John Chuang, Professor. Computer networking, computer security, economic incentives, ICTD.
Paul Duguid, Adjunct Professor. Trademark, information, communities of practice.
Hany Farid, Professor. Digital Forensics, Image Analysis, and Human Perception.
Daniel Gillick, Assistant Adjunct Professor. Natural Language Processing, machine learning, artificial intelligence, statistics, speech recognition.
Morten Hansen, Professor. Creating great companies, collaboration, corporate transformation, leadership.
Marti A. Hearst, Professor. Information retrieval, human-computer interaction, user interfaces, information visualization, web search, search user interfaces, empirical computational linguistics, natural language processing, text mining, social media.
Chris Jay Hoofnagle, Adjunct Professor. Internet law, information privacy, consumer protection, cybersecurity, computer crime, regulation of technology, edtech.
Douglas Alex Hughes, Assistant Adjunct Professor. Experiments and Causal Identification, Social Networks, Political Behavior and Outcomes.
Paul Laskowski, Adjunct Assistant Professor. Information economics, telecommunications policy, network architecture, innovation.
Clifford Lynch, Adjunct Professor.
Jeffrey K. MacKie-Mason, University Librarian and Chief Digital Scholarship Officer, Professor. Incentive-centered design, competition and antitrust policy in information-technology related industry.
Deirdre Mulligan, Associate Professor. Privacy, fairness, human rights, cybersecurity, technology and governance, values in design.
Geoffrey D. Nunberg, Adjunct Professor. The theory, history and social role of information .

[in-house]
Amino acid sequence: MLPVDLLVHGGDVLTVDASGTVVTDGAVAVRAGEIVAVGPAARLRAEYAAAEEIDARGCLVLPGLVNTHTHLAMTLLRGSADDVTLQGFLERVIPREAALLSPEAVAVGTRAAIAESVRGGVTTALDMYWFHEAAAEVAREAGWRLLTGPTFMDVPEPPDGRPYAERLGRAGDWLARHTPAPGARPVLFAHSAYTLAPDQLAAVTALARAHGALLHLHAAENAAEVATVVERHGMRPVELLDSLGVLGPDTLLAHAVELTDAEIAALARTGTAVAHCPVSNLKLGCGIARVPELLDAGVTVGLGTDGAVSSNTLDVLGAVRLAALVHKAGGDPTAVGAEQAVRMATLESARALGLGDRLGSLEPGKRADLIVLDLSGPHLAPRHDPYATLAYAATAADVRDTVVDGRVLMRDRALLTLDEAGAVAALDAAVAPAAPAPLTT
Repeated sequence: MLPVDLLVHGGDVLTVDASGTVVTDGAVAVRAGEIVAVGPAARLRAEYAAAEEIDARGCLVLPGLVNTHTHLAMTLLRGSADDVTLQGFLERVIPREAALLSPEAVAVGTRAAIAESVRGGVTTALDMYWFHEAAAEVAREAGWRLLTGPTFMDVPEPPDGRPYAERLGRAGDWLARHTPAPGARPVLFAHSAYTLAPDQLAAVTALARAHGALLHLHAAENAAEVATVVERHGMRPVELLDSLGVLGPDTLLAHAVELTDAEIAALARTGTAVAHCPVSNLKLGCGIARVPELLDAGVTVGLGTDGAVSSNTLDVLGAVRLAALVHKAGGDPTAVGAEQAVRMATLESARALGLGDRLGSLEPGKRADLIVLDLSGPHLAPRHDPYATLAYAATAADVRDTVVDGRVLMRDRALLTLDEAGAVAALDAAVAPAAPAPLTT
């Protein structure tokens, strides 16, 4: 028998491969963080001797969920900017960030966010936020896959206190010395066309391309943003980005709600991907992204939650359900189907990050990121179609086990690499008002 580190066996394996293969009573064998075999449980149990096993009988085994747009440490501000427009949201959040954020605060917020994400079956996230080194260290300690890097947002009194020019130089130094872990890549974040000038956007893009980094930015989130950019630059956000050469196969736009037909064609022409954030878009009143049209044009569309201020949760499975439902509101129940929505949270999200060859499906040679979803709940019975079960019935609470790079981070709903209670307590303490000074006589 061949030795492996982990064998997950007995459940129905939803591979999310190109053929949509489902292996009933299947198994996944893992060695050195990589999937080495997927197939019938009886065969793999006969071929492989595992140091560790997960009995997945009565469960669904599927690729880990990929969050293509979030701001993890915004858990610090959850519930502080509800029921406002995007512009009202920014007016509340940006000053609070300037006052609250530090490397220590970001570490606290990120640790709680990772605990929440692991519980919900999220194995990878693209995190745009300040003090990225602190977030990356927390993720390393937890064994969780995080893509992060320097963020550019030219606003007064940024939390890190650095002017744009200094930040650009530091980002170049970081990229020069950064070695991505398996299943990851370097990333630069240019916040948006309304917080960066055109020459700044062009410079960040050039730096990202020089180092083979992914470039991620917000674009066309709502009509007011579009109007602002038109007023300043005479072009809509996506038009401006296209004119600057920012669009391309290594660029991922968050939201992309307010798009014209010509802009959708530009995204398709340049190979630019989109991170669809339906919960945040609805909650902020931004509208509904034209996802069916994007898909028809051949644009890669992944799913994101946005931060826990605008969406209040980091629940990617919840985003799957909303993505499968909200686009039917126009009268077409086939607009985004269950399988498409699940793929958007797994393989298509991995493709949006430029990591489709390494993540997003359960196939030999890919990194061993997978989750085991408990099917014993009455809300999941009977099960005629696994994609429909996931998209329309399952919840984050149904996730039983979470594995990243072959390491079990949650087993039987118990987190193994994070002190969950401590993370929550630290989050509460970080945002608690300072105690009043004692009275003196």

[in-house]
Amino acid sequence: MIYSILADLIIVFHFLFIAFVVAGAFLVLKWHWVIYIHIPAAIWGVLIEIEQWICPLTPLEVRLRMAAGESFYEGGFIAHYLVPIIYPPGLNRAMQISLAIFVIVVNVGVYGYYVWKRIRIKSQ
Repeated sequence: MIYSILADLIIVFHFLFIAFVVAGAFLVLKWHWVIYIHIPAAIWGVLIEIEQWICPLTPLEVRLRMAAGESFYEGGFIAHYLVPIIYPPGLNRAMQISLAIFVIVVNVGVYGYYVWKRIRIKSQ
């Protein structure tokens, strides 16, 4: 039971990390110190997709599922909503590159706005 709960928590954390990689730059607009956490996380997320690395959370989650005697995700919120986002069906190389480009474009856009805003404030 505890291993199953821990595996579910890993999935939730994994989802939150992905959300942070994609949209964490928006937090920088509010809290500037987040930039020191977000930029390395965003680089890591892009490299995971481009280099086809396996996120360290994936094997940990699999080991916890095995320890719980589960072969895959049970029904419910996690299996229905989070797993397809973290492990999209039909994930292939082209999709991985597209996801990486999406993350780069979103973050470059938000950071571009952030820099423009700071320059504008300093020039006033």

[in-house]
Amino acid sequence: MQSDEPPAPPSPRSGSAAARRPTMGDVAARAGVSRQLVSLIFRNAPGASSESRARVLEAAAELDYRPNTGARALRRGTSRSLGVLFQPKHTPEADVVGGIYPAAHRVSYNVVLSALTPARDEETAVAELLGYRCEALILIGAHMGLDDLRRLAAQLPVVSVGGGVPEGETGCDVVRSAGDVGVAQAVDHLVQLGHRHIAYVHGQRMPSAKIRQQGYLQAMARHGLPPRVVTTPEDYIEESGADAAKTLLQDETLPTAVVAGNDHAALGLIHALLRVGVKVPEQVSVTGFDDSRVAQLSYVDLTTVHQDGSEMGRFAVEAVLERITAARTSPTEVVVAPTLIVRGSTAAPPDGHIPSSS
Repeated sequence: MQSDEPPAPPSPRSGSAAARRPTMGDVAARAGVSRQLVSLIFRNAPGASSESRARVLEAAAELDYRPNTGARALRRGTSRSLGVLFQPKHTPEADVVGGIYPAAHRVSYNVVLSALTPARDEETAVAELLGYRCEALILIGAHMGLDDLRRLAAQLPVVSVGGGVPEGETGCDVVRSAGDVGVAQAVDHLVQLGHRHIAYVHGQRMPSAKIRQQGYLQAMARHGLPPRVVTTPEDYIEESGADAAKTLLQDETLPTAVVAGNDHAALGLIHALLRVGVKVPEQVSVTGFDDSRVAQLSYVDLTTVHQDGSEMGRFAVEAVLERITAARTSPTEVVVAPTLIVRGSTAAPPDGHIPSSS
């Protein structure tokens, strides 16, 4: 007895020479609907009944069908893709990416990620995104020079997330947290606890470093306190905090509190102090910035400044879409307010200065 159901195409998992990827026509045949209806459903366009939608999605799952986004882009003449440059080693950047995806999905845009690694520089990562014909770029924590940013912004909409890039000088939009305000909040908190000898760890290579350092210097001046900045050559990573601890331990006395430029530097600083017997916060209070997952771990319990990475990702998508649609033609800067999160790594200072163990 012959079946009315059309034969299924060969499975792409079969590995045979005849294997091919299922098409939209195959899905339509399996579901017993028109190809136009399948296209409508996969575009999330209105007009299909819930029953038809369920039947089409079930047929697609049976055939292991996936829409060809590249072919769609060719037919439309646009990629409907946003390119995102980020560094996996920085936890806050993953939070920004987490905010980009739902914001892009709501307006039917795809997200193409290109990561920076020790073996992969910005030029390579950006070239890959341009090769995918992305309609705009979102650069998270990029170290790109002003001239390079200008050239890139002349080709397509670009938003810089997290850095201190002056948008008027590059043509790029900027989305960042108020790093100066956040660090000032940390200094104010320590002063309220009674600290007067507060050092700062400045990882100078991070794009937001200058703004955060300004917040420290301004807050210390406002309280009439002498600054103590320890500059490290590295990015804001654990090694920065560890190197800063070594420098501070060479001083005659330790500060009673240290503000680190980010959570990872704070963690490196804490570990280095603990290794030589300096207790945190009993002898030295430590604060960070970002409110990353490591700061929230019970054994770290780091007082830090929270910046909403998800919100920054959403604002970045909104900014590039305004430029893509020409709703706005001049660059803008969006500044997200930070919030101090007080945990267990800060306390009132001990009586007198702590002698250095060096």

Aditya Parameswaran, Assistant Professor. Data management, interactive or human-in-the-loop data analytics, information visualization, crowdsourcing, data science.
Zach Pardos, Assistant Professor. Education Data Science, Learning Analytics, Big Data in Education, data mining, Data Privacy and Ethics, Computational Psychometrics, Digital Learning Environments, Cognitive Modeling, Bayesian Knowledge Tracing, Formative Assessment, Learning Maps, machine learning.
David Reiley, Adjunct Professor. Field experiments, advertising, auctions and other pricing mechanisms, charitable fundraising, and electronic commerce.
Michael Rivera, Assistant Adjunct Professor. Research design, political science, voting and political behavior, technology and politics, civic participation and social media.
Kimiko Ryokai, Associate Professor. Human-computer interaction, tangible user interfaces.
Niloufar Salehi, Assistant Professor. Computer-mediated communication, human-computer interaction.
Annalee Saxenian, Professor. Innovation, information management, entrepreneurship, Silicon Valley, regional economic development, high skilled immigration, Asian development.
Steven Weber, Professor. Political science, international security, international political economy, information science.
Luis Aguilar, Lecturer.
Olukayode Segun Ashaolu, Lecturer.
Sara Cambridge, Lecturer.
Steven Fadden, Lecturer.
Jez Humble, Lecturer.
Xavier Malina, Lecturer.
Nick Merrill, Lecturer.
Fred Nugen, Lecturer.
James Reffell, Lecturer.
Stephen Trush, Lecturer.
Peter Frank Weis, Lecturer.
Michael Buckland, Professor Emeritus. Information management, information retrieval, metadata, library services.
Michael D. Cooper, Professor Emeritus. Analysis, design, database management systems, implementation and evaluation of information systems, computer performance monitoring and evaluation, and library automation.
William S. Cooper, Professor Emeritus.
M. E. Maron, Professor Emeritus.
Nancy A. Van House, Professor Emeritus. Digital libraries, science, information management, technology studies, knowledge communities, user needs, information tools, artifacts, participation of users.